Airstream travel trailers certainly have an appeal all their own! Whether you currently own an Airstream, are thinking about buying one, or just want to learn more about these unique RVs, you'll likely find this exclusive expert interview with Gregory Gibson, owner of Vintage Airstream, LLC, to be quite interesting.
Airstream Travel Trailers Appeal
LoveToKnow (LTK): Why do people find Airstream travel trailers so appealing?
Gregory Gibson (GG): I believe that there are various factors in play, including uniqueness and design simplicity. Anything taken to its highest level can be considered art, and the Museum of Modern Art (MOMA) has designated the Airstream as a work of art. Perceptive artists learn that great art is a process of elimination. When you look at an Airstream, there isn't anything there that shouldn't be there. It is completely harmonious. The shape is organic and one of the most pleasing and perfect shapes that exists in nature for the eye.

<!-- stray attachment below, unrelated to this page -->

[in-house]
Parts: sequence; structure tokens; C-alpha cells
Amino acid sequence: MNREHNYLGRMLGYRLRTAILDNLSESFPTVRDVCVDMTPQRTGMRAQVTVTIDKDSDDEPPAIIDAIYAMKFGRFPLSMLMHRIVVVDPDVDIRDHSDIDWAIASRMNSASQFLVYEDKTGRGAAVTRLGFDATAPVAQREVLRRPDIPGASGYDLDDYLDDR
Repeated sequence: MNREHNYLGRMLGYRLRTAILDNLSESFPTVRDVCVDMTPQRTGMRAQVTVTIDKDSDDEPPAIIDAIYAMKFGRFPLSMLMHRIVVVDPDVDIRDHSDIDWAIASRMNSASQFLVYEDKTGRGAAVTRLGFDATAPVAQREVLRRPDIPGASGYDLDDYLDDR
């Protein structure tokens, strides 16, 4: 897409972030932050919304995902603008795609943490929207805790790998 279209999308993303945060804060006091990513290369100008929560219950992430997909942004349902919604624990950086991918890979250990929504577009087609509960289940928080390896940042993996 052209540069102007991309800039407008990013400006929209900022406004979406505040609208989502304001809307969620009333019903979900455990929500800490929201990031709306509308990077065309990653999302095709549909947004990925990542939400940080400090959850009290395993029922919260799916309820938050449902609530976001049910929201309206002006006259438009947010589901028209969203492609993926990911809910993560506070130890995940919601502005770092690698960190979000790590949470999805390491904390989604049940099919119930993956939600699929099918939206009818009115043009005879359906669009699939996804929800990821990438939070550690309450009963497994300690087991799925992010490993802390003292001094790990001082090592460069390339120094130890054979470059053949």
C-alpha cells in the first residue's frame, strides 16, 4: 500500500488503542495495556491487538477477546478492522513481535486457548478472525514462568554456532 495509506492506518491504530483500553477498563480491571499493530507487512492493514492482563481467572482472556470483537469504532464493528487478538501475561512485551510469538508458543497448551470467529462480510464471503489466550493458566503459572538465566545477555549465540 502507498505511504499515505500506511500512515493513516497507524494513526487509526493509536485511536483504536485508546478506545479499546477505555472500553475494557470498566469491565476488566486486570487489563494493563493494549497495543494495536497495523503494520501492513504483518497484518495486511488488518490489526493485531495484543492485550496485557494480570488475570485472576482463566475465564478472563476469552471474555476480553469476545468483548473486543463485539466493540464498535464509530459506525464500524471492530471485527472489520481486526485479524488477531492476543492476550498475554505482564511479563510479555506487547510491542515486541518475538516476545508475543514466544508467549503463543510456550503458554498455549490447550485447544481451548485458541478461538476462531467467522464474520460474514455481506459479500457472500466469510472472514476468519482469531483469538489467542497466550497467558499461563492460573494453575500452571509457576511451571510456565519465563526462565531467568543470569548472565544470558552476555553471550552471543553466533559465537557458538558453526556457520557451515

Airstream's nostaligic significance, in much the same vein as classic cars, trucks and other vehicles that are sought by collectors, is another important factor.
Also, what I refer to as the "mobile pod" factor is also a consideration. This is the idea that the Airstream is like a little home or apartment pod on wheels that you can take anywhere.
Purchasing an Airstream
LTK: What do people need to know about Airstreams before purchasing one?
GG: I would suggest researching and studying various online resources and having conversations with current Airstream owners. Visit an Airstream dealer and look at the product. Visit the factory in Jackson Center, OH for a guided tour of the production facility.
LTK: What factors should influence a person's decision to purchase a new unit versus a vintage trailer?